A Learjet 31 took off before daybreak from Helena Regional Airport in Montana in late January, carrying six Veterans Affairs medical providers and 250 doses of historic cargo cradled in a plug-in cooler designed to minimize breakage.
Even in a state where 80-mph speed limits are normal, ground transportation across long distances is risky for the Moderna mRNA-1273 vaccine, which must be used within 12 hours of thawing.
The group’s destination was Havre, Mont., 30 miles from the Canadian border. About 500 military veterans live in and around this small town of roughly 9,800, and millions more reside in similarly rural, hard-to-reach areas across the United States. About 2.7 million veterans who use the VA health system are classified as “rural” or “highly rural” patients, residing in communities or on land with fewer services and less access to health care than those in densely populated towns and cities. An additional 2 million veterans live in remote areas who do not receive their health care from VA, according to the department. To ensure these rural vets have access to the COVID-19 vaccines, the VA is relying on a mix of tools, like charter and commercial aircraft and partnerships with civilian health organizations.
The challenges of vaccinating veterans in rural areas—which VA considers anything outside an urban population center—and “highly rural” areas—defined as having fewer than 10% of the workforce commuting to an urban hub with a population not larger than 2,500—extend beyond geography, as more than 55% of them are 65 or older and at risk for serious cases of COVID-19 and just 65% are reachable via the internet.
For the Havre event, VA clinic workers called each patient served by the Merril Lundman VA Outpatient Clinic, who live across a vast region made up of small farming and ranching communities and two Native American reservations. And for those hesitant to get the vaccine, a nurse called them back to answer questions. “At least 10 additional veterans elected to be vaccinated once we answered their questions,” says Judy Hayman, executive director of the Montana VA Health Care System, serving all 147,000 square miles of the state.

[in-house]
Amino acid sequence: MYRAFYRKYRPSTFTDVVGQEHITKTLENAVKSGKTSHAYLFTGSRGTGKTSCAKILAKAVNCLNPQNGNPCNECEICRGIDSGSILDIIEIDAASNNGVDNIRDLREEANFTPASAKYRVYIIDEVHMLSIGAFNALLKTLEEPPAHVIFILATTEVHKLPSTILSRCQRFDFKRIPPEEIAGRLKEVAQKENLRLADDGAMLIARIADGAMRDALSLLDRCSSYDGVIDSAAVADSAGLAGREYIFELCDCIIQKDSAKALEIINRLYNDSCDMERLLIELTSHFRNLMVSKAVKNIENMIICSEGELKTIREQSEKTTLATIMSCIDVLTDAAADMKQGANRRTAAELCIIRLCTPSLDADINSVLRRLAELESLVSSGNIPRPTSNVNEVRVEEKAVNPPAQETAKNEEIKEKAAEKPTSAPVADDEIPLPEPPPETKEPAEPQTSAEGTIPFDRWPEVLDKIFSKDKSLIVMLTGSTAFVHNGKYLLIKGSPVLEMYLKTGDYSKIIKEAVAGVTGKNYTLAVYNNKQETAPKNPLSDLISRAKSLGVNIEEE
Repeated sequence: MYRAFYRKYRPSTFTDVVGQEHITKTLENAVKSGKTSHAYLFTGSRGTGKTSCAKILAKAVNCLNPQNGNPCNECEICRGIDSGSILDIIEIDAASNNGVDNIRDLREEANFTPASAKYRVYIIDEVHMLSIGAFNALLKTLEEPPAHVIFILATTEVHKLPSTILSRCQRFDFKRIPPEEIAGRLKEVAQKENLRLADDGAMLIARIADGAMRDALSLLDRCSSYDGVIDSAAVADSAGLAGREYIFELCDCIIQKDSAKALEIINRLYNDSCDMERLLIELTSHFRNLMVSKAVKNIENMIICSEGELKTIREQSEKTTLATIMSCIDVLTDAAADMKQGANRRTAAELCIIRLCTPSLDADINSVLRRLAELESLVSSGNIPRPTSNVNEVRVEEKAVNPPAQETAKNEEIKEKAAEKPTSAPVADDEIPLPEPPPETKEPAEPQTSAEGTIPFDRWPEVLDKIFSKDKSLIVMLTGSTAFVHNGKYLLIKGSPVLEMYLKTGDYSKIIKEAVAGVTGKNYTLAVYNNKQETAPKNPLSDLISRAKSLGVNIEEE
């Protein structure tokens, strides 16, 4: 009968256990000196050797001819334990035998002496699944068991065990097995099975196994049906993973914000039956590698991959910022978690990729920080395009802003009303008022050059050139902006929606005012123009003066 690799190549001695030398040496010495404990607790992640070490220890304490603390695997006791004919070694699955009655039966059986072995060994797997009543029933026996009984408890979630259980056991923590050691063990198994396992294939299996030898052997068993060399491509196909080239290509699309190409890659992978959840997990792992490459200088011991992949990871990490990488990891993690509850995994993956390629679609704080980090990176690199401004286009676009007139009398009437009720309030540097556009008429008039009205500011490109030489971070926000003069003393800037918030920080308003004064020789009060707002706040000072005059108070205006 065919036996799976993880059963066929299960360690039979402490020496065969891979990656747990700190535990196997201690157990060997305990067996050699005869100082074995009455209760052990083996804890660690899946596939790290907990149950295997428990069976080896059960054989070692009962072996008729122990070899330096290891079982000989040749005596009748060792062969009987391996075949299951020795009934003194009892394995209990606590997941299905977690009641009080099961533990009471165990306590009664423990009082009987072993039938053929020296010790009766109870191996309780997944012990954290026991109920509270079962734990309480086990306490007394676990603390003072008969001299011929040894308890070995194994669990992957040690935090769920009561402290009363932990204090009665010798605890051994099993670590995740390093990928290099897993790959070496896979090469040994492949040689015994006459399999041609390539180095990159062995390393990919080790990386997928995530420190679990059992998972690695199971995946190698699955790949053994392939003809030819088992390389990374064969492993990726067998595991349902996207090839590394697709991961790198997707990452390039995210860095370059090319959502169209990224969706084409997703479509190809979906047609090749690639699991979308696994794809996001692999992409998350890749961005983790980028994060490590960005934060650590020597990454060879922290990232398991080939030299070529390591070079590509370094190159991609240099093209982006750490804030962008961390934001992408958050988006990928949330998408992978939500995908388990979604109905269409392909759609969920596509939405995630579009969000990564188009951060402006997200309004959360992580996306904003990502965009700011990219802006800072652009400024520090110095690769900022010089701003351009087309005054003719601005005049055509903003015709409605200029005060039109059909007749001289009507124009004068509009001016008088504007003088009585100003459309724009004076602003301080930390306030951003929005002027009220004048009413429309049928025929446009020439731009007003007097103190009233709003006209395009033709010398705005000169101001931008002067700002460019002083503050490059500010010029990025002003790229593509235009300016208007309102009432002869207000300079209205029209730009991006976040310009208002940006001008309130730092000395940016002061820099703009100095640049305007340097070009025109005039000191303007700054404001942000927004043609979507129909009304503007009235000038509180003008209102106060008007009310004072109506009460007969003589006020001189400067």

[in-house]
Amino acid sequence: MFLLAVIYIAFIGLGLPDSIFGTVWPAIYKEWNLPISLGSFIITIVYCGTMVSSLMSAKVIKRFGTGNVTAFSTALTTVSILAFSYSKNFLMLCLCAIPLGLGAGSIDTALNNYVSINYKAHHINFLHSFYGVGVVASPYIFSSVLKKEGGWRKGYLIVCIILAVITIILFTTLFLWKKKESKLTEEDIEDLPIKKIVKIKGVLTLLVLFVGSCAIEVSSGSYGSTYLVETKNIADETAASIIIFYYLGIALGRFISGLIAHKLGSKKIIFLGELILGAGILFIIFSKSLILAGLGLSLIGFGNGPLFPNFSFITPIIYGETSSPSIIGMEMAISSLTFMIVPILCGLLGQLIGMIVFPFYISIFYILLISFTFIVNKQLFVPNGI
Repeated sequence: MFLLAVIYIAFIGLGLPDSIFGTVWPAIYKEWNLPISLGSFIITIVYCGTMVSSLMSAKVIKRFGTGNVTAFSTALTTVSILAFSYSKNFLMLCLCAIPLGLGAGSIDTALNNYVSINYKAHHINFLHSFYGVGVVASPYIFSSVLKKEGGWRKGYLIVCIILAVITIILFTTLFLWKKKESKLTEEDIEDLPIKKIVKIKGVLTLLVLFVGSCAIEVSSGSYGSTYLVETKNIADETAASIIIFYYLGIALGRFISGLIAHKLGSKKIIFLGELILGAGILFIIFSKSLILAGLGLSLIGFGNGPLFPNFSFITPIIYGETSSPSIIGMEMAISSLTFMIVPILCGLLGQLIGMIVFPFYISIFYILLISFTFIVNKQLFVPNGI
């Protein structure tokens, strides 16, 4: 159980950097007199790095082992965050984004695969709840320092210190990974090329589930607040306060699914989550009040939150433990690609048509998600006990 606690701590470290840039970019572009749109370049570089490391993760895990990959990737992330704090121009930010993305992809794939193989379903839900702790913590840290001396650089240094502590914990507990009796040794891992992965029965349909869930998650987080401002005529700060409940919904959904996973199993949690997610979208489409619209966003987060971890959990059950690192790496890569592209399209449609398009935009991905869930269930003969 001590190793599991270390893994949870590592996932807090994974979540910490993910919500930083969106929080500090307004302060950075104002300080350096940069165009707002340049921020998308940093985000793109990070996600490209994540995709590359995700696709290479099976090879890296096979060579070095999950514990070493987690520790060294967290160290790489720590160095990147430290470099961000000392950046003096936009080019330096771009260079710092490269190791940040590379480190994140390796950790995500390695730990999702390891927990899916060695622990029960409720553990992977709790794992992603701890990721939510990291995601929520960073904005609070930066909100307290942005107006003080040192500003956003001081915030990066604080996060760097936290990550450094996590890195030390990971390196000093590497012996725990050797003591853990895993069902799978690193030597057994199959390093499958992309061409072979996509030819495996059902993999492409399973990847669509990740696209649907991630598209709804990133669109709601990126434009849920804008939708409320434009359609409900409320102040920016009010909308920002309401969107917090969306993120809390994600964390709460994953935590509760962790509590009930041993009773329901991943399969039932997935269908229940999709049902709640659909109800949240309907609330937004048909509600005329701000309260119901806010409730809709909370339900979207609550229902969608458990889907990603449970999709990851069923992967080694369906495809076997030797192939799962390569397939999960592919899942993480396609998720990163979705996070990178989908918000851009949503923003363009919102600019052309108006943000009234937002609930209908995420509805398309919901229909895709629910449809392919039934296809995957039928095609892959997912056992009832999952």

The Havre mission was a test flight for similar efforts in other rural locations. Thirteen days later, another aircraft took off for Kalispell, Mont., carrying vaccines for 400 veterans. In Alaska, another rural state, Anchorage Veterans Affairs Medical Center administrators finalized plans for providers to hop a commercial Alaska Airlines flight on Feb. 18 to Kodiak Island. There, VA workers expected to administer 100 to 150 doses at a vaccine clinic conducted in partnership with the Kodiak Area Native Association. “Our goal is to vaccinate all veterans who have not been vaccinated in and around the Kodiak community,” says Tom Steinbrunner, acting director of the Alaska VA Healthcare System.
VA began its outreach to rural veterans for the vaccine program late last year, as the Food and Drug Administration approached the dates for issuing emergency use authorizations for the Pfizer-BioNTech and Moderna vaccines, according to Dr. Richard Stone, the Veterans Health Administration’s acting under secretary. It made sense to look to aircraft to deliver vaccines. “It just seemed logical that we small propeller-driven aircraft and short-runway capability,” says Stone, a retired Army Reserve major general.
Veterans have responded, Stone adds, with more than 50% of veterans in rural areas making appointments.
As of Feb. 17, the VA had tallied 220,992 confirmed cases of COVID-19 among veterans and VA employees and 10,065 known deaths, including 128 employees. VA had administered 1,344,210 doses of either the Pfizer or Moderna vaccine, including 329,685 second vaccines, to veterans as of Feb. 17. According to VA, roughly 25% of those veterans live in rural areas, 2.81% live in highly rural areas and 1.13% live on remote islands.
For rural areas, VA has primarily relied on the Moderna vaccine, which requires cold storage between -25°C (-13°F) and -15°C (5°F), but not the -70°C (-94°F) deep freeze needed to store the Pfizer vaccine. That, VA says, makes it more “transportable to rural locations.” The VA anticipates that the one-dose Johnson & Johnson vaccine, if it receives an emergency use authorization from the FDA, will make it even easier to reach remote veterans. The vaccines from Moderna and Pfizer-BioNTech both require two shots, spaced a few weeks apart. “One dose will make it easier for veterans in rural locations, who often have to travel long distances, to get their full vaccination coverage,” says VA spokesperson Gina Jackson. The FDA’s vaccine advisory committee is set to meet on Feb. 26 to review J&J’s application for authorization.